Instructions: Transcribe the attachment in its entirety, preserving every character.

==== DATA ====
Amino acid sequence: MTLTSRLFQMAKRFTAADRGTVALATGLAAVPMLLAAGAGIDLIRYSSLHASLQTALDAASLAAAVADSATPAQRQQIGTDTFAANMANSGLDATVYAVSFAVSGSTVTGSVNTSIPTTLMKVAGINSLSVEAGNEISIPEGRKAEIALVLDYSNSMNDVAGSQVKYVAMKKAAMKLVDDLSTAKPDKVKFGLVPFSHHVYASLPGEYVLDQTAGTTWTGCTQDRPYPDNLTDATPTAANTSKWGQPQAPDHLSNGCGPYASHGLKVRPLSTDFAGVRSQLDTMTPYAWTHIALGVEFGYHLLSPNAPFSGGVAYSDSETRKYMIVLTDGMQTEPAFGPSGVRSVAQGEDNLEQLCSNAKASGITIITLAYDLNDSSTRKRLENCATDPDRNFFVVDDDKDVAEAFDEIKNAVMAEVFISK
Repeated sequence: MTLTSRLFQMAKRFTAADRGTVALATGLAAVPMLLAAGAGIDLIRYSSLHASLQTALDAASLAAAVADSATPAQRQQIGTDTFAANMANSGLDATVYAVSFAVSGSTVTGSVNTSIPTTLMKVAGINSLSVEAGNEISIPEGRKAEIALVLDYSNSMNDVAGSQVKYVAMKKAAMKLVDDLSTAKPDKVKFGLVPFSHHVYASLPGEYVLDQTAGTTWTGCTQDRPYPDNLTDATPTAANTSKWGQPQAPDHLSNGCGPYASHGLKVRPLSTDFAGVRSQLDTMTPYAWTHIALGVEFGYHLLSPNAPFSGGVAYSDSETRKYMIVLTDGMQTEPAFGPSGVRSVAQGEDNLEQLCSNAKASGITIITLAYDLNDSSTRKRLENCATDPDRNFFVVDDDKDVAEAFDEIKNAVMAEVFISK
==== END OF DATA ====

Amino acid sequence: MTLTSRLFQMAKRFTAADRGTVALATGLAAVPMLLAAGAGIDLIRYSSLHASLQTALDAASLAAAVADSATPAQRQQIGTDTFAANMANSGLDATVYAVSFAVSGSTVTGSVNTSIPTTLMKVAGINSLSVEAGNEISIPEGRKAEIALVLDYSNSMNDVAGSQVKYVAMKKAAMKLVDDLSTAKPDKVKFGLVPFSHHVYASLPGEYVLDQTAGTTWTGCTQDRPYPDNLTDATPTAANTSKWGQPQAPDHLSNGCGPYASHGLKVRPLSTDFAGVRSQLDTMTPYAWTHIALGVEFGYHLLSPNAPFSGGVAYSDSETRKYMIVLTDGMQTEPAFGPSGVRSVAQGEDNLEQLCSNAKASGITIITLAYDLNDSSTRKRLENCATDPDRNFFVVDDDKDVAEAFDEIKNAVMAEVFISK
Repeated sequence: MTLTSRLFQMAKRFTAADRGTVALATGLAAVPMLLAAGAGIDLIRYSSLHASLQTALDAASLAAAVADSATPAQRQQIGTDTFAANMANSGLDATVYAVSFAVSGSTVTGSVNTSIPTTLMKVAGINSLSVEAGNEISIPEGRKAEIALVLDYSNSMNDVAGSQVKYVAMKKAAMKLVDDLSTAKPDKVKFGLVPFSHHVYASLPGEYVLDQTAGTTWTGCTQDRPYPDNLTDATPTAANTSKWGQPQAPDHLSNGCGPYASHGLKVRPLSTDFAGVRSQLDTMTPYAWTHIALGVEFGYHLLSPNAPFSGGVAYSDSETRKYMIVLTDGMQTEPAFGPSGVRSVAQGEDNLEQLCSNAKASGITIITLAYDLNDSSTRKRLENCATDPDRNFFVVDDDKDVAEAFDEIKNAVMAEVFISK